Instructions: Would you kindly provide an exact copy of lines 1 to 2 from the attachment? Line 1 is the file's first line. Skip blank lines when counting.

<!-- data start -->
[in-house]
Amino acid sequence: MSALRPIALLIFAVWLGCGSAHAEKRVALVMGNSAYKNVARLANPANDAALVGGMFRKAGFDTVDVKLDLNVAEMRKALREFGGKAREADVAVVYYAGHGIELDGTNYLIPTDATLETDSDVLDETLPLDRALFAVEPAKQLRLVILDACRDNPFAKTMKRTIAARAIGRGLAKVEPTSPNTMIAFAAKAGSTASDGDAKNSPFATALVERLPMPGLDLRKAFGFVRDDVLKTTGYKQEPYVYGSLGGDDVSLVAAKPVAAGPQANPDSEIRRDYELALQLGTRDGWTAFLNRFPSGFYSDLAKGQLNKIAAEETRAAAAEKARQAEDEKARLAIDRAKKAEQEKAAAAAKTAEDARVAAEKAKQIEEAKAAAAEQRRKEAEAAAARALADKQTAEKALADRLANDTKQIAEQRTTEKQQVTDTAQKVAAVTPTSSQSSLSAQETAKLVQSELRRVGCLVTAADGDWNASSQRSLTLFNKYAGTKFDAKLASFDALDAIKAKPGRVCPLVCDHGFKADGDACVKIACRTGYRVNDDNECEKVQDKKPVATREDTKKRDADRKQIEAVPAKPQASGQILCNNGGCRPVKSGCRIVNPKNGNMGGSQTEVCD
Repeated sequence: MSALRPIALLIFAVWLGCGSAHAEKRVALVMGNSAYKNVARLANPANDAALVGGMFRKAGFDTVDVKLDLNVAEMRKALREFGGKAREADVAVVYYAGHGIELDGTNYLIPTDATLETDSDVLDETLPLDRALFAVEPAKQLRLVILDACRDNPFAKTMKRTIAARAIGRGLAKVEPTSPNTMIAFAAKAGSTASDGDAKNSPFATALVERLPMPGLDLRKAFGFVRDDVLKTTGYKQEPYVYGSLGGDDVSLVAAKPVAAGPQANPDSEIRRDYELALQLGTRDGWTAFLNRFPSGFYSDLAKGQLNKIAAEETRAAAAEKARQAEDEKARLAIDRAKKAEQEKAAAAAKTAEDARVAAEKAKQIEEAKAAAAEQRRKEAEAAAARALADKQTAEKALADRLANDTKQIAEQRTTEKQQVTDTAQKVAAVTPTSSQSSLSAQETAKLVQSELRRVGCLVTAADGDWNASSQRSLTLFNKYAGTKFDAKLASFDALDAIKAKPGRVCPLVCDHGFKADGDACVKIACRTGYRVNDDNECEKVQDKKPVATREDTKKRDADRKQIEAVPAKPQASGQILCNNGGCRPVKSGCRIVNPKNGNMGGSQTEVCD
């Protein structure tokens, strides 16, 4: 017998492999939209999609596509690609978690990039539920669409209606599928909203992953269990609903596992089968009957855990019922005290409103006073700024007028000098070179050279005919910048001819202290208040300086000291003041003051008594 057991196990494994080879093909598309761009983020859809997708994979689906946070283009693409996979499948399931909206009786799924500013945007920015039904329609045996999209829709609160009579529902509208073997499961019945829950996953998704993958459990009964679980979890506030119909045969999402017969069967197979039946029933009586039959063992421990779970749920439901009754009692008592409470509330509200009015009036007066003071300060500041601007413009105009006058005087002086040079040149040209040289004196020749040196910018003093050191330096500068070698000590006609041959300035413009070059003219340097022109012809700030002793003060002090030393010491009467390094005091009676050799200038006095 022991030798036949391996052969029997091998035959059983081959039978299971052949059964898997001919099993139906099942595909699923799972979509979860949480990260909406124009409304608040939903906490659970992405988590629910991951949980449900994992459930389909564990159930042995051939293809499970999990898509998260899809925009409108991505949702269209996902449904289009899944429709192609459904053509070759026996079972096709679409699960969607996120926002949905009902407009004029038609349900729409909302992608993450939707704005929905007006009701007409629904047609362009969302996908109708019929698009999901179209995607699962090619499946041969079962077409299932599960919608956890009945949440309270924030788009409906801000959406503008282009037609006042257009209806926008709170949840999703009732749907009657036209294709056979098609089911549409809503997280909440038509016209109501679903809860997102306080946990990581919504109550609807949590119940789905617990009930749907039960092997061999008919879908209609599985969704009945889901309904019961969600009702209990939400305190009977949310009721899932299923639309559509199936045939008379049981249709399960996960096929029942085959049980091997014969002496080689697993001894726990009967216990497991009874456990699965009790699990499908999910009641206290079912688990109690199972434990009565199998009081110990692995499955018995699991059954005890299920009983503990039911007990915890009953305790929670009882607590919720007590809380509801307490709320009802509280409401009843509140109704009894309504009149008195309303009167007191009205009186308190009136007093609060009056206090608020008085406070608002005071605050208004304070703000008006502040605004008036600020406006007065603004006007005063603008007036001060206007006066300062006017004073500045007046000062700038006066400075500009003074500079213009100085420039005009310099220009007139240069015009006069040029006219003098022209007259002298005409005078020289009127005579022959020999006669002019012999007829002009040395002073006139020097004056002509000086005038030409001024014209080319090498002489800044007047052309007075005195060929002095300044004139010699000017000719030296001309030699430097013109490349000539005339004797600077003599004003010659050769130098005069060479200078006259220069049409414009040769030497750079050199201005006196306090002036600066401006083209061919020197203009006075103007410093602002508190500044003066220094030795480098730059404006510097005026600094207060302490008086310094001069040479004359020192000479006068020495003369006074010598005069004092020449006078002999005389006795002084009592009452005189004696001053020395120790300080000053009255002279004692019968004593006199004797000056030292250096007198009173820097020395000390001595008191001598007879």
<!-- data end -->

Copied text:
[in-house]
Amino acid sequence: MSALRPIALLIFAVWLGCGSAHAEKRVALVMGNSAYKNVARLANPANDAALVGGMFRKAGFDTVDVKLDLNVAEMRKALREFGGKAREADVAVVYYAGHGIELDGTNYLIPTDATLETDSDVLDETLPLDRALFAVEPAKQLRLVILDACRDNPFAKTMKRTIAARAIGRGLAKVEPTSPNTMIAFAAKAGSTASDGDAKNSPFATALVERLPMPGLDLRKAFGFVRDDVLKTTGYKQEPYVYGSLGGDDVSLVAAKPVAAGPQANPDSEIRRDYELALQLGTRDGWTAFLNRFPSGFYSDLAKGQLNKIAAEETRAAAAEKARQAEDEKARLAIDRAKKAEQEKAAAAAKTAEDARVAAEKAKQIEEAKAAAAEQRRKEAEAAAARALADKQTAEKALADRLANDTKQIAEQRTTEKQQVTDTAQKVAAVTPTSSQSSLSAQETAKLVQSELRRVGCLVTAADGDWNASSQRSLTLFNKYAGTKFDAKLASFDALDAIKAKPGRVCPLVCDHGFKADGDACVKIACRTGYRVNDDNECEKVQDKKPVATREDTKKRDADRKQIEAVPAKPQASGQILCNNGGCRPVKSGCRIVNPKNGNMGGSQTEVCD